Give Your Resume the Electronic Edge

Give Your Resume the Electronic Edge

You’ve invested years of effort, time and money in earning your degree. Here’s a tip to help give your career a head start. Even if you are not looking for employment in a technical field, there’s a good chance you’ll need an electronic version of your resume to be competitive in your job search. In the past, paper documents highlighting experience and education served job hunters just fine, but these days new graduates are finding that traditional resumes aren’t enough to entice employers anymore. Now many companies prefer to receive computer-friendly scannable resumes and online resumes when searching for job candidates.
A scannable resume is created when your paper resume is electronically scanned or “read” by an employer’s computer and stored as a computer file. An online resume is one you create using word processing software and e-mail or post on the Internet. Each kind requires attention to particular guidelines.
Many companies now use electronic scanners to help process resumes they receive through a system called “automated applicant tracking.” Once a hard copy of your resume is scanned into a computerized database, an employer can use a software program to search for keywords to match your qualifications to specific job requirements.
There are several design points that can help get your resume noticed. First, keep it simple!  Scanners respond best to clear, concise language and simple layouts. Avoid fancy fonts and formatting that may not scan properly into a computer system. If the computer can’t read it, your resume will be lost in cyberspace. Use relevant keywords. These keywords must coincide with specific job requirements. Use nouns rather than verbs; keywords tend to be nouns or noun-phrases. For example, use “project supervisor” rather than “supervised project.” To become familiar with good keywords, check classified ads or talk  to members of professional associations in your field.
A scannable resume offers several advantages over paper resumes. Once your electronic resume is in a database, it can be retrieved easily during a keyword search. This serves you better than a paper file sitting idly in a cabinet, and it also remains in the database for an extended duration, making it available for consideration for a variety of openings over time.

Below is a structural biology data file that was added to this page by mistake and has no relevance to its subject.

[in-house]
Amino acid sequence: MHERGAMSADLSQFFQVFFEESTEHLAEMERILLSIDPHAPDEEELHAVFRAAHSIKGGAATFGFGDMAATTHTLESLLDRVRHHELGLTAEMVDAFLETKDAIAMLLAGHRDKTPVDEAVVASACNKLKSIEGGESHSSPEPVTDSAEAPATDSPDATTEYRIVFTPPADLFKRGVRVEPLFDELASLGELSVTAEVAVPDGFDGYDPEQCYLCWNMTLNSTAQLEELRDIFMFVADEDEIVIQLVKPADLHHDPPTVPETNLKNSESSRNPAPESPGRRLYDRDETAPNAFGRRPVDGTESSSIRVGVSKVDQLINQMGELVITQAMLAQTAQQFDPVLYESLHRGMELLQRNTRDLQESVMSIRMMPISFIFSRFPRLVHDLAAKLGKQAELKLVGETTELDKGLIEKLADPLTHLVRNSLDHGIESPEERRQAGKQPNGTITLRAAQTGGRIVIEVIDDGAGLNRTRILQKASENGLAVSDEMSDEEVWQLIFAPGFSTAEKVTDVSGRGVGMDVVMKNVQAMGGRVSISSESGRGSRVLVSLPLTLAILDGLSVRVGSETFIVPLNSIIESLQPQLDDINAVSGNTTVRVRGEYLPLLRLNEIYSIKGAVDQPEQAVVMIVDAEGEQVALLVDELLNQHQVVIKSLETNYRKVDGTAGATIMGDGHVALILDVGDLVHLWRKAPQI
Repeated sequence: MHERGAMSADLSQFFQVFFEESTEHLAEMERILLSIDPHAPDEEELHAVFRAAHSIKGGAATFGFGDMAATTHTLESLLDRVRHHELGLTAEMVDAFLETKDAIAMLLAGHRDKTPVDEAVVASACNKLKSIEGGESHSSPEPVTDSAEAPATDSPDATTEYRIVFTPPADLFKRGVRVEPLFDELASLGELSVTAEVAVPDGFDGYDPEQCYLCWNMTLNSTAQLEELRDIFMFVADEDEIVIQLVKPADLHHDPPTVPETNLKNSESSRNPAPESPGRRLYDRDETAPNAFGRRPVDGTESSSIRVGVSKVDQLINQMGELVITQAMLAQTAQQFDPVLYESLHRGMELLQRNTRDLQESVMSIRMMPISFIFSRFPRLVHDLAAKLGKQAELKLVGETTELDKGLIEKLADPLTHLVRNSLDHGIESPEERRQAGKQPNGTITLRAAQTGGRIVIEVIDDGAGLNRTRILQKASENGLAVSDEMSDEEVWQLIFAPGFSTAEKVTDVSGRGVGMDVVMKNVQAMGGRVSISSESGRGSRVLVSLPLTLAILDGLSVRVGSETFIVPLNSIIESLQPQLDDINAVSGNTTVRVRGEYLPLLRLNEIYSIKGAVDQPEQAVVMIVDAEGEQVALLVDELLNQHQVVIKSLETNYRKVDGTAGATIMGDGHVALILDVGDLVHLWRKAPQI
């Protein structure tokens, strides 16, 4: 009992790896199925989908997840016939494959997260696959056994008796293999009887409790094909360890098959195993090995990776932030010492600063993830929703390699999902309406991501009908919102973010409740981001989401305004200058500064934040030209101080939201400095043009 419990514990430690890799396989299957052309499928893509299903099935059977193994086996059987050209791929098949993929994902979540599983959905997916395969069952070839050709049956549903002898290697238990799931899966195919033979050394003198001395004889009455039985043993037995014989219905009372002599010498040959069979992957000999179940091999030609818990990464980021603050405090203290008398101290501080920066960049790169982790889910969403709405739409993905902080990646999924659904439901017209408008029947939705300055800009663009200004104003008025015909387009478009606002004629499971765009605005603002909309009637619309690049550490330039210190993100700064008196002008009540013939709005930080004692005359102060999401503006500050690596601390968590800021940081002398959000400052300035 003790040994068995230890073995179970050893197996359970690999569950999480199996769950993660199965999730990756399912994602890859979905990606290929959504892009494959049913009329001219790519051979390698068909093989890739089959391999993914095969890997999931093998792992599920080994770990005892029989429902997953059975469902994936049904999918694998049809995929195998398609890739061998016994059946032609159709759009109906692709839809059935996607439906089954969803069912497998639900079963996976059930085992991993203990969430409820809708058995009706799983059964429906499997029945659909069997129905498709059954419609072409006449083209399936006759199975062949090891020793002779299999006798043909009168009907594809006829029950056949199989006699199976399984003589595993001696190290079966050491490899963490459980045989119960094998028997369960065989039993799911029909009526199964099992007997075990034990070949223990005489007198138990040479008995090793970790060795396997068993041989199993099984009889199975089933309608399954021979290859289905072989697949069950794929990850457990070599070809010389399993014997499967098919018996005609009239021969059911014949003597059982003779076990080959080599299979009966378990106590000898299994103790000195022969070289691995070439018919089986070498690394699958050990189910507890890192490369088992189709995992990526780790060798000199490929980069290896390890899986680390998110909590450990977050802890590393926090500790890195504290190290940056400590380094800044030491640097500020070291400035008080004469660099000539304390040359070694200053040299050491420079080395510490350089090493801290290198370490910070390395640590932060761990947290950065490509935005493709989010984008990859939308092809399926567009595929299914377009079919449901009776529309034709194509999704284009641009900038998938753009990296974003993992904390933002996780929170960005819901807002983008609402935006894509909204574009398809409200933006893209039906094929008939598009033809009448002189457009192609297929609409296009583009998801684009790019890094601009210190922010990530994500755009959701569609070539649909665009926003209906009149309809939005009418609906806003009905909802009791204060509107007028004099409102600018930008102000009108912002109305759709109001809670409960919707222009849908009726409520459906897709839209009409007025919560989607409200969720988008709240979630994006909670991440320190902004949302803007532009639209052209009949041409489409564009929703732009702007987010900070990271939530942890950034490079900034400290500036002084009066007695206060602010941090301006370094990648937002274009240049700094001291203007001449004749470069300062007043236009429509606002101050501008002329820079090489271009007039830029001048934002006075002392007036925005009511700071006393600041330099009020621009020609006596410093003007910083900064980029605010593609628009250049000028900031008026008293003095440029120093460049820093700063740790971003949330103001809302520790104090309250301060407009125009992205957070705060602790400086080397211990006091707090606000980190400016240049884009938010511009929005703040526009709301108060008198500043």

An online resume allows you to use the Internet as another resource to gain exposure and assist you in your job hunt. Job seekers can e-mail or post their resumes online via company home pages, resume banks, professional association home pages, classified ads, bulletin board services and news groups. Employers can post job announcements and search for candidates using the same sites.
To develop an online resume, create it using word processing software, then save it as a generic ASCII text file. ASCII text is a universal text language, which allows different word processing applications to read and display the same text. This text is simply words; there are no formats such as fonts, margins, graphics or tabs. ASCII text enables your document to be retrieved and reviewed by prospective employers, regardless of the computer applications they use.
There are several advantages to e-mailing your resume. First, it saves money on processing and postage. Also, your resume will end up in the same type of computerized database where the scanned paper resumes are stored. As with the scanned resume, this allows your resume to be accessible during keyword database searches. Additionally, by e-mailing your resume, you exhibit your understanding of technology and make a positive first impression.
Resume banks are another online venue where job seekers can display resumes. These services act as an intermediary, matching applicant qualifications with employer needs. Some of these services are free; others are fee-based. Some require you to fill out a form, or they furnish software to enter your qualifications instead of accepting your version. Ask if the service can provide you with feedback and the number of times your resume was looked at or selected for review.
Paper resumes are still useful. Some employers don’t use computer scanning yet. Also, online resumes with ASCII text have a bland appearance, so it’s a good idea to have a fully formatted, more aesthetically pleasing hard copy for follow-up purposes, such as interviews.

— Dr. Maribeth Gunner is career resource coordinator and academic adviser at Regents College in Albany, N.Y.



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